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Preventing Data Breaches: Tips & Tools To Keep Information Safe And Guard Customers' Trust

  • Written by  Michael Loban, InfoTrust

0aalobanNews about big data breaches, such as Yahoo reporting 500 million of its user accounts stolen, has rattled the public’s trust about how companies are handling their information.

Of course concerns about unintended leakage of customer data are nothing new. A couple of years ago one of our local Cincinnati TV stations approached us to demonstrate how the government site Healthcare.gov collected data about its visitors. At the time we noted that many organizations are leaking data that is collected online and consumers have no idea what’s going on with their information.

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We work with multinational companies that want to assure they stay within the lines of privacy policies, which can vary widely from country to country. France and Germany, for instance, have much stricter privacy policies than the U.S. The media sought us out because our technology allows large organizations to make sure they don’t accidentally violate privacy policies.

Often, companies inadvertently collect or leak data without any ill intent or nefarious purpose. This allows third parties to gather personal information through the use of marketing tags.

Tags, also called beacons or pixels, are typically a line of JavaScript code used on a web site to collect data. Web analytics tools, tag management systems and display networks all utilize tags to collect data.

There’s nothing illegal or nefarious about tagging. In fact, it’s one of the most useful tools companies have for tracking, evaluating and developing their marketing efforts. A typical Google Analytics tag, for instance, will collect anonymous data on visitors from every page on your web site, including where they came from, what they did, and if they ultimately convert to purchase a product, fill out a form or heed some other call to action. Thousands of marketing tags are now being used to track customer behavior. Almost all of them collect visitor information in some shape or form.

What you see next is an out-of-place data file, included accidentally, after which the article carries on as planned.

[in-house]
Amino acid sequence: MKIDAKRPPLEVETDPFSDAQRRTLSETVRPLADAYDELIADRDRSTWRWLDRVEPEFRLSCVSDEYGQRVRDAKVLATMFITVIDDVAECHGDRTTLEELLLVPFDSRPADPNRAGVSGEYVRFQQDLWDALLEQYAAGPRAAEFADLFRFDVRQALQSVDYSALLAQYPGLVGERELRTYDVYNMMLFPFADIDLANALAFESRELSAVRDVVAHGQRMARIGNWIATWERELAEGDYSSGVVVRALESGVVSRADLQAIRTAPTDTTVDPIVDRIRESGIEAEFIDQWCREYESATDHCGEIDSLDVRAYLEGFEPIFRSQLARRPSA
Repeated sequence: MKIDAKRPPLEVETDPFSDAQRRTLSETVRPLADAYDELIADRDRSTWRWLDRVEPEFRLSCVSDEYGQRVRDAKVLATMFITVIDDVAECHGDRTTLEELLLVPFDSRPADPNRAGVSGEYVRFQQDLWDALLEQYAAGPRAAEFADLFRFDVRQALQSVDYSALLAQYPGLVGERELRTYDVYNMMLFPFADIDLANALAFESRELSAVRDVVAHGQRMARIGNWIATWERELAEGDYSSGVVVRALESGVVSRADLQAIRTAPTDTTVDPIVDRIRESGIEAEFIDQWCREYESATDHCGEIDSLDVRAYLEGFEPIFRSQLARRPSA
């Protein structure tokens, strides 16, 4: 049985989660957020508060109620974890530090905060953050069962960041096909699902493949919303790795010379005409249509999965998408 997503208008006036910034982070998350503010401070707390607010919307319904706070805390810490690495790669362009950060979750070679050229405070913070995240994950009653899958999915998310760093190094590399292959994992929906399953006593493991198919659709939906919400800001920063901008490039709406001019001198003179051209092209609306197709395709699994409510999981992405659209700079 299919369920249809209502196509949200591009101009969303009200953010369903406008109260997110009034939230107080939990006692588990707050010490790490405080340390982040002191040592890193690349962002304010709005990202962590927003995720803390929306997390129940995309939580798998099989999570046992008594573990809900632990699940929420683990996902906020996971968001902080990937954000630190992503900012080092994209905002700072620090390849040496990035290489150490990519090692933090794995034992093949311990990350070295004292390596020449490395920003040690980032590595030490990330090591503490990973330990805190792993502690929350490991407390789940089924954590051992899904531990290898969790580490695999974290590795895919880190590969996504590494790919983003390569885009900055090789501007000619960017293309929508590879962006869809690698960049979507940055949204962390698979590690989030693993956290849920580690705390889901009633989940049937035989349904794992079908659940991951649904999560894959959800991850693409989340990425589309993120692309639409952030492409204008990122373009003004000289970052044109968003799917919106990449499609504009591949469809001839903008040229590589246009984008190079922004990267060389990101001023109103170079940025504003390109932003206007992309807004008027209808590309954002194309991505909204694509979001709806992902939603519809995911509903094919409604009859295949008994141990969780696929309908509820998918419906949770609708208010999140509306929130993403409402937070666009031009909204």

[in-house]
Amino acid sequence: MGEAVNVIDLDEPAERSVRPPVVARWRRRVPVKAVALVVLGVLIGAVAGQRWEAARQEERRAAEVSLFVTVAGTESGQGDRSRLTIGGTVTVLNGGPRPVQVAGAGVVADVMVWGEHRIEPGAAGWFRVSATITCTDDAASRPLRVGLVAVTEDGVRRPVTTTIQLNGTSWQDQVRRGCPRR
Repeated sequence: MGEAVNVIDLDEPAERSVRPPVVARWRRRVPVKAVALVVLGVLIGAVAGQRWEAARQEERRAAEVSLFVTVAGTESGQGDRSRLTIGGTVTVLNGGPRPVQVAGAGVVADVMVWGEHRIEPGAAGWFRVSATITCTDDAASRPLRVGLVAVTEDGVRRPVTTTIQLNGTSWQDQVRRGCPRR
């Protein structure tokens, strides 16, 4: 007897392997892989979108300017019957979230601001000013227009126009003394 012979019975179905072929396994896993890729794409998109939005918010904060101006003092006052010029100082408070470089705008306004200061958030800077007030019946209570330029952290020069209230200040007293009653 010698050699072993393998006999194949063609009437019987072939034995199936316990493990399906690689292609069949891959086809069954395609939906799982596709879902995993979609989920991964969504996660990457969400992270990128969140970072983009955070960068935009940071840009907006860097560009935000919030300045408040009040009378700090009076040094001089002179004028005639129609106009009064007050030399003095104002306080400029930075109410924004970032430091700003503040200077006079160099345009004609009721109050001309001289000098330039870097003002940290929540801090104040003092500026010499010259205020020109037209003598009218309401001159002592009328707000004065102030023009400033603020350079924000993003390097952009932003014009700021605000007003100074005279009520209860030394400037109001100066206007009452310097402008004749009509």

With the prevalence of large data breaches and other data privacy issues constantly in the news, consumers are increasingly concerned about protecting their information. Leading companies recognize these privacy concerns and take steps to keep trust with their customers.

How can you make sure your company is doing all it can to keep customer data safe? Take some time to review your marketing platforms, asking:

  • What tool(s) do you currently use?

  • How long has your company had each one in place?

  • Who owns the platform within your company?

  • Who set up the architecture and tracking for each marketing and analytics tool?

  • Do you have documentation outlining what the tool is tracking and why?

If you don’t know the answers to these questions, that’s an indication you need to audit your systems.

It’s important to regularly review and update each tool that collects visitor data. Companies should also have technology in place to constantly monitor these systems and alert them if something is amiss. Here are three things companies can do to guard customer data:

  1. Perform regular audits of platforms that are collecting data on your web site. If you find code you no longer use, get rid of it. Outdated code increases the risk of data leakage.

  2. Monitor what data is being collected on your web site. This way you can be alerted if platforms start collecting data they shouldn’t be, or stop collecting data they should (which will cause reporting issues).

  3. Put tag governance processes in place. This includes documentation of all data-collecting platforms, monitoring and strict user-access roles.

Finally, don’t forget to evaluate how much of your own company’s data you want to share. With Google Analytics you have three options and, no matter which you choose, they all keep your company and customer data privatized:

  • Opt Out: If you opt out of data sharing, your data will remain within Google Analytics and will not be shared with other products or services.

  • Share with Google: If you decide to share your data with Google, it will be used to improve its products and services.

  • Share Anonymously: If you decide to share your data anonymously with others, it will be blended with other data to support Google Analytics’ benchmarking feature.

The good news: regardless of which option you choose, your data will be protected by multiple layers of defense, including advanced security, firewalling and routing to keep it secure.

With the massive growth of e-Commerce, social media and mobile — and increasingly devious hackers — we will unfortunately continue to see headlines about big data breaches. Fortunately, there are steps businesses can take to be proactive when it comes to the marketing information they collect. As businesses and consumers become more and more reliant on technology, let’s embrace new tools that allow us to create more customer-centric marketing campaigns — while keeping customers safe.


 

Analytics expert Michael Loban is CMO of InfoTrust, a Cincinnati-based marketing technology company. InfoTrust makes marketers happy with stress-free analytics. It combines tools for quality data collection with a powerful professional services team to help business leaders maximize results.

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